A new form of cell sub-division that is key to the development of the nervous system has been identified by researchers at the University of Dundee.
Neurons are vital to the development of the nervous system and in some regions of our brains they are continually produced throughout our lives. They are ‘born’ in a particular place in the early nervous system and then have to migrate to the correct place to make functional neural structures.
A team led by Professor Kate Storey and Dr Raman Das in the College of Life Sciences at Dundee have now identified a new process, apical abscission, which mediates the detachment of new-born neurons from the neural tube ventricle – freeing these cells to migrate.
‘Neuron production is an important process within our bodies. As an example, our memory centre, the hippocampus, continues to produce neurons throughout our lives,’ said Professor Storey.
‘What we have identified are the molecular events, the ‘letting-go’ process, which allow newborn neurons to move to their correct place in the nervous system.
‘This is a new form of cell sub-division so it is of significant interest as it tells us about mechanisms that control how we develop that we didn’t know before. We were very surprised when we first saw cells shedding their tip-ends as they began to differentiate into neurons, it is not what we had expected at all.
‘Our discovery comes with the development of novel live-tissue imaging approaches in my lab, which allows us to monitor cell behaviour over long periods. We have also been to make use of state of the art super-resolution microscopy in the Light Microscopy Facility based here within the College of Life Sciences.’
The research has been funded by the Wellcome Trust and the results are published this week in the journal Science.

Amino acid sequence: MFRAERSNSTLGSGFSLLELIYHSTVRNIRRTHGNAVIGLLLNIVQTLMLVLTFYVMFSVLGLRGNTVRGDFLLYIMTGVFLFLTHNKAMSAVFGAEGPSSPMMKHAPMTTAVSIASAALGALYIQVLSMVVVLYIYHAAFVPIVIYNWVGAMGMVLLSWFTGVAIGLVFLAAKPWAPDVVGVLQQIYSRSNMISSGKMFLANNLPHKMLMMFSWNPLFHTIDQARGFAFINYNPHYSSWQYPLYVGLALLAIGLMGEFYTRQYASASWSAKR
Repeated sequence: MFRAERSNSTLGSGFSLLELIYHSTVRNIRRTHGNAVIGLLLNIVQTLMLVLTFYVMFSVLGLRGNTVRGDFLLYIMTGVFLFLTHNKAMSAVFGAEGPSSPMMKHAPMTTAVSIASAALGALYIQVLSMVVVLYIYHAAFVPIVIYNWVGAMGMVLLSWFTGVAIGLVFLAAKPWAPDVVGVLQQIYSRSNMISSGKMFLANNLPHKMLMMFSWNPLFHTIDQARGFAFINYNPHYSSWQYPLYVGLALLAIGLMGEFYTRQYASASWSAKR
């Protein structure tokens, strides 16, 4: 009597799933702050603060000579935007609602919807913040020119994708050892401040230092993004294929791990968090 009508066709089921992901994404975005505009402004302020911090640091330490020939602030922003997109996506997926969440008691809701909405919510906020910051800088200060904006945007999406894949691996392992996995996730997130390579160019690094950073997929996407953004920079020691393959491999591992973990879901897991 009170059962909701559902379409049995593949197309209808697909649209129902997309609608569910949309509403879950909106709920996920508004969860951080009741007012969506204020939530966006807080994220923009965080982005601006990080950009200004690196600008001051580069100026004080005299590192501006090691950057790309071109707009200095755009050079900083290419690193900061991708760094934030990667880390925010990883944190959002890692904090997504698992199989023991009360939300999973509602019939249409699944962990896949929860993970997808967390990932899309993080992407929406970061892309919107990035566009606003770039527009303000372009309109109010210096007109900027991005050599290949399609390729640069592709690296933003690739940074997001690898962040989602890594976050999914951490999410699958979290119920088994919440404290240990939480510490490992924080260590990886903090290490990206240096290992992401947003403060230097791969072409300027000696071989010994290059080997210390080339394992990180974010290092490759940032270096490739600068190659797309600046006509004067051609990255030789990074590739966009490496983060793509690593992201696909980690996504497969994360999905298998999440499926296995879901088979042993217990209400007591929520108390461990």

The work identifies molecular events that control the shedding of the cell’s tip. It takes place as cells lose a key adhesion molecule and involves increased activity of a cell constriction mechanism.
Surprisingly, this event, also involves dismantling of an important structure in the cell, the primary cilium, known to convey signals that promote cell proliferation. Das and Storey propose that Apical Abscission mediates a pivotal cell state transition in the neuronal differentiation process, rapidly altering the polarity and signalling activity of the new-born neuron.
The researchers plan to extend the work to determine if this new mechanism also operates in other contexts including different regions of the brain, but will also address if this takes place in some cancers, where cells are known to lose polarity, shed primary cilia and detach from their neighbours as a prelude to tissue invasion.
‘We need to look more widely now to establish whether this regulated mechanism allows other cells to make rapid cell state transitions and to move in other tissues of the body,’ said Professor Storey.
NOTES TO EDITORS
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